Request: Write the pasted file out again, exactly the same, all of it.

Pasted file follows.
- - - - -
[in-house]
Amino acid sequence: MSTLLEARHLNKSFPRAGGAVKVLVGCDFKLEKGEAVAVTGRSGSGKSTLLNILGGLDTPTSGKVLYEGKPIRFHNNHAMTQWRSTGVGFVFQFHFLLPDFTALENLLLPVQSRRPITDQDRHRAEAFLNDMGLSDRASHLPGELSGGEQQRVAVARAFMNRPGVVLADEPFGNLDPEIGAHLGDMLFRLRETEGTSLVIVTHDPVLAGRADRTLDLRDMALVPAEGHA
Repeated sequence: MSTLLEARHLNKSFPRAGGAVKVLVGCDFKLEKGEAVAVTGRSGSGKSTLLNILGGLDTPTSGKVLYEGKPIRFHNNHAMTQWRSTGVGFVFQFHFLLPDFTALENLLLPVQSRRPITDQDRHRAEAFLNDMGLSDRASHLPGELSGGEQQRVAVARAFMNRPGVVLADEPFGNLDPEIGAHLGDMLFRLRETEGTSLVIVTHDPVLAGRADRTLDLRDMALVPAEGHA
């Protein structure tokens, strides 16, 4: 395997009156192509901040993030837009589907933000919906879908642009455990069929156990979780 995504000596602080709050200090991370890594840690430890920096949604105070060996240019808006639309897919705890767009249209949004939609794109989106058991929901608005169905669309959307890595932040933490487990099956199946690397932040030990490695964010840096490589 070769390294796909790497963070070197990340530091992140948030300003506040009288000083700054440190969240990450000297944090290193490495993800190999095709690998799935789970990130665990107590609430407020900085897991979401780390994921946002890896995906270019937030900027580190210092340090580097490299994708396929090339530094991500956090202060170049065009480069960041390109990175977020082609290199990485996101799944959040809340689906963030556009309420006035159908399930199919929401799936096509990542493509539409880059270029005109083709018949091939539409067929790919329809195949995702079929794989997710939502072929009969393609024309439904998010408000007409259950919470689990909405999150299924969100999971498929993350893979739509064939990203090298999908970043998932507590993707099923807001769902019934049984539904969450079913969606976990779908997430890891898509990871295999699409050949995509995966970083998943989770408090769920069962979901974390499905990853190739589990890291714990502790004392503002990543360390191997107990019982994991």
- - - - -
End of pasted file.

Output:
[in-house]
Amino acid sequence: MSTLLEARHLNKSFPRAGGAVKVLVGCDFKLEKGEAVAVTGRSGSGKSTLLNILGGLDTPTSGKVLYEGKPIRFHNNHAMTQWRSTGVGFVFQFHFLLPDFTALENLLLPVQSRRPITDQDRHRAEAFLNDMGLSDRASHLPGELSGGEQQRVAVARAFMNRPGVVLADEPFGNLDPEIGAHLGDMLFRLRETEGTSLVIVTHDPVLAGRADRTLDLRDMALVPAEGHA
Repeated sequence: MSTLLEARHLNKSFPRAGGAVKVLVGCDFKLEKGEAVAVTGRSGSGKSTLLNILGGLDTPTSGKVLYEGKPIRFHNNHAMTQWRSTGVGFVFQFHFLLPDFTALENLLLPVQSRRPITDQDRHRAEAFLNDMGLSDRASHLPGELSGGEQQRVAVARAFMNRPGVVLADEPFGNLDPEIGAHLGDMLFRLRETEGTSLVIVTHDPVLAGRADRTLDLRDMALVPAEGHA
């Protein structure tokens, strides 16, 4: 395997009156192509901040993030837009589907933000919906879908642009455990069929156990979780 995504000596602080709050200090991370890594840690430890920096949604105070060996240019808006639309897919705890767009249209949004939609794109989106058991929901608005169905669309959307890595932040933490487990099956199946690397932040030990490695964010840096490589 070769390294796909790497963070070197990340530091992140948030300003506040009288000083700054440190969240990450000297944090290193490495993800190999095709690998799935789970990130665990107590609430407020900085897991979401780390994921946002890896995906270019937030900027580190210092340090580097490299994708396929090339530094991500956090202060170049065009480069960041390109990175977020082609290199990485996101799944959040809340689906963030556009309420006035159908399930199919929401799936096509990542493509539409880059270029005109083709018949091939539409067929790919329809195949995702079929794989997710939502072929009969393609024309439904998010408000007409259950919470689990909405999150299924969100999971498929993350893979739509064939990203090298999908970043998932507590993707099923807001769902019934049984539904969450079913969606976990779908997430890891898509990871295999699409050949995509995966970083998943989770408090769920069962979901974390499905990853190739589990890291714990502790004392503002990543360390191997107990019982994991």